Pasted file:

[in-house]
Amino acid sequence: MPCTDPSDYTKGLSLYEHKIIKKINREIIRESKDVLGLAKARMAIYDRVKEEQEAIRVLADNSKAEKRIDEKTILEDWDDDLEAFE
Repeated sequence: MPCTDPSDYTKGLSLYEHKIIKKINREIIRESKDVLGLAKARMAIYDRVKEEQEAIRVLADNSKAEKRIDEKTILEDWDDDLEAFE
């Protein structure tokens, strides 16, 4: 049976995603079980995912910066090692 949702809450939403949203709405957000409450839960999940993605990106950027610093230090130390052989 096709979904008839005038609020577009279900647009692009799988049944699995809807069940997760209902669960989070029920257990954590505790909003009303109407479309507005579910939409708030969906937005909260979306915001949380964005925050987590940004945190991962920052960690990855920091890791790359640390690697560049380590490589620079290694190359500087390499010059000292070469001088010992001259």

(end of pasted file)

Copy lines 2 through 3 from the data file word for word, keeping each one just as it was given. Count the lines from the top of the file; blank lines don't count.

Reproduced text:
Amino acid sequence: MPCTDPSDYTKGLSLYEHKIIKKINREIIRESKDVLGLAKARMAIYDRVKEEQEAIRVLADNSKAEKRIDEKTILEDWDDDLEAFE
Repeated sequence: MPCTDPSDYTKGLSLYEHKIIKKINREIIRESKDVLGLAKARMAIYDRVKEEQEAIRVLADNSKAEKRIDEKTILEDWDDDLEAFE